Wednesday, December 2, 2009

Center for American Progress Carries Water for USCCB?

A new fact sheet from the Center for American Progress puts a pretty face on Catholic provider refusals and involvement in health care delivery and reform. Called, "The Moral Dimensions of Health Care Reform: How Legislation Measures Up to Catholic Social Teachings," the article praises the church's participation in health care (a touting of influence that I have seen again and again the past few weeks since the USCCB noise over abortion) and perpetuates the idea that the Church is committed to social issues.

The introduction states, in part:

The Catholic Church is also a key player in health care delivery. In fact, it is the largest provider of nongovernmental health care in the United States. The Catholic Health Association’s vision statement notes it aims to be “a vibrant presence in enhancing the health of communities and access to quality care for everyone, with special attention to those who are underserved and most vulnerable.” The Catholic Bishops have observed that this involvement in the health care system illuminates the strains and stresses related to inadequate health care and the human consequences of a failing system.

Much of the recent debate over health reform has focused on abortion funding and coverage. While both bills in Congress take steps to address the concerns of those who have a religious or moral objection to abortion—in particular the objections of the Catholic Church—it is helpful to consider the many other criteria presented by the Church for ethical health reform that the bills satisfy. It is also helpful to note that abortion is not the only legislative provision under debate. The Church also stresses the importance of universal coverage for everyone in the United States—including undocumented immigrants—which neither bill fulfills.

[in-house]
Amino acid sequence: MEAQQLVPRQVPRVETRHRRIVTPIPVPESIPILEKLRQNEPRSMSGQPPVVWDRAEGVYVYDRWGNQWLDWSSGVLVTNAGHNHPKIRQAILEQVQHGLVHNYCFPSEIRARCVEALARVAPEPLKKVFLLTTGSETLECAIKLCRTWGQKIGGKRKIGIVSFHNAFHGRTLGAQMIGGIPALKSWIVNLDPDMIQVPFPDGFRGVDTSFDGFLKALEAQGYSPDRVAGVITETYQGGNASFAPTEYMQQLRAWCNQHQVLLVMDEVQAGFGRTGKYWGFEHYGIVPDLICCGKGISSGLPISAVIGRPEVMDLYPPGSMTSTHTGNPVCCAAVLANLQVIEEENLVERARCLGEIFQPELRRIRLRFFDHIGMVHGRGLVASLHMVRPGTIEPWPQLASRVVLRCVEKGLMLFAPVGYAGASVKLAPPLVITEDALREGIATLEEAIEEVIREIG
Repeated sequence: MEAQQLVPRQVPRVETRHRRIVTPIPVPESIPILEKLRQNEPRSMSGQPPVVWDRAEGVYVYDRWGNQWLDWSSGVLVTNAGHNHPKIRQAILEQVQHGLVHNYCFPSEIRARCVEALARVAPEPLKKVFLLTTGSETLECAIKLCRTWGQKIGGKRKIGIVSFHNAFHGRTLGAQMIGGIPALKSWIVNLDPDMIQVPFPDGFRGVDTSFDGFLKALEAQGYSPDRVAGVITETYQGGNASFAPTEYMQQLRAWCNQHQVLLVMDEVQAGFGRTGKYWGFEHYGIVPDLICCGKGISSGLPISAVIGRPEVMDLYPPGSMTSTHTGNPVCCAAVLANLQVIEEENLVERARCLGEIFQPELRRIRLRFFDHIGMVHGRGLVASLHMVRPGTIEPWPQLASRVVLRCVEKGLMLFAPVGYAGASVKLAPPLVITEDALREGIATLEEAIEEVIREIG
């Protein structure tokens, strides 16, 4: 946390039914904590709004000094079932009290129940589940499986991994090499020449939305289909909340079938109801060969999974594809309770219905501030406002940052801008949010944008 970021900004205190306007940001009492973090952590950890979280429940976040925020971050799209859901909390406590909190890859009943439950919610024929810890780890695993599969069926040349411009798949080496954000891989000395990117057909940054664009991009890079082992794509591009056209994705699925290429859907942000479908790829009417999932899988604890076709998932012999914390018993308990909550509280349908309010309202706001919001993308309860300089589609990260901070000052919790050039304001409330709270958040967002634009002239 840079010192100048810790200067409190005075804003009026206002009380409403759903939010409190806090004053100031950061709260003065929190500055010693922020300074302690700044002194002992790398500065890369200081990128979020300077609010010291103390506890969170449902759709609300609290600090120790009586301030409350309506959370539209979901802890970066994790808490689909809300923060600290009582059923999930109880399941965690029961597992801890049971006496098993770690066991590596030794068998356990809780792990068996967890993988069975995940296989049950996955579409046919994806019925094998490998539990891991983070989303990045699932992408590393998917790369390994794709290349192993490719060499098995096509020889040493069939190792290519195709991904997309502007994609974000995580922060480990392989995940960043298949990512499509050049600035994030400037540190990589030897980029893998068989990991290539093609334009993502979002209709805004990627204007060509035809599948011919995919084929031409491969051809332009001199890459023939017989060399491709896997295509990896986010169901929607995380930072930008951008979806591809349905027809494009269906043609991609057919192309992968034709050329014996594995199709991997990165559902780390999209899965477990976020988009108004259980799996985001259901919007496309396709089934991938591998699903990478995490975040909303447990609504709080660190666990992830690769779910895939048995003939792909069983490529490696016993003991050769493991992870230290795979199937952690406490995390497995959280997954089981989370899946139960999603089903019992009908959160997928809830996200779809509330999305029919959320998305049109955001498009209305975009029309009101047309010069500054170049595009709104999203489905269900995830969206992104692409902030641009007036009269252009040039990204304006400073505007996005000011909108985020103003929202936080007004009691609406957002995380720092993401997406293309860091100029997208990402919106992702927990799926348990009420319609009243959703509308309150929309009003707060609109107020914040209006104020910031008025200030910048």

This fact sheet lays out in detail how the health care bills now under consideration in the House of Representatives and the Senate reflect the criteria laid out by the U.S. Conference of Catholic Bishops as important to health care reform. The criteria were taken from anofficial statement submitted by the USCCB to the Congressional Record on May 20, 2009.

In other words, the report has no nitty-gritty in it. Check out the sections on "respect for life" and "pluralism." While I commend the Church's support for health care reform (why we all wouldn't support insuring every citizen, I don't know), I can't tell if this is progressives buying the myth that Catholic health care networks and hospitals do more for the poor than others (thus bolstering the church's influence on reform), or as Sarah Posner wrote this morning, was something written by the USCCB.

It looks to me like the barrel the Catholic church has been framing their participation in health care to place us over. This argument claims a number of untruths:

* the Catholic health entities do more for the poor than other hospitals (untrue, studies show they do the same or less than other non-profit hospitals; service of the uninsured at hospitals is a law; Church or Catholic donations make up the smallest percent of funding at these entities; the US government, through state and federal funding of Medicare and Medicaid cover 50% of their budgets.)

*Catholic hospitals support plurality of delivery (if this were true, they would better inform patients entering Catholic hospitals and health care facilities about the services they don't provide, and offer referrals to patients who disagree with their ERDs and seek services outside of what these hospitals provide.)

*by touting their size, Catholic entities are working to make citizens and the government make the either/or decisions we saw with the house health care bill: either let us operate the way we want to -denying routine services like tubal ligations, sterilizations, counseling on STD and AIDs prevention, denial of advance directives, and abortion services - or you cripple the largest provider of health care in the US. It's an argument for continued discrimination. There's nothing moral, pluralistic, or compassionate about it.

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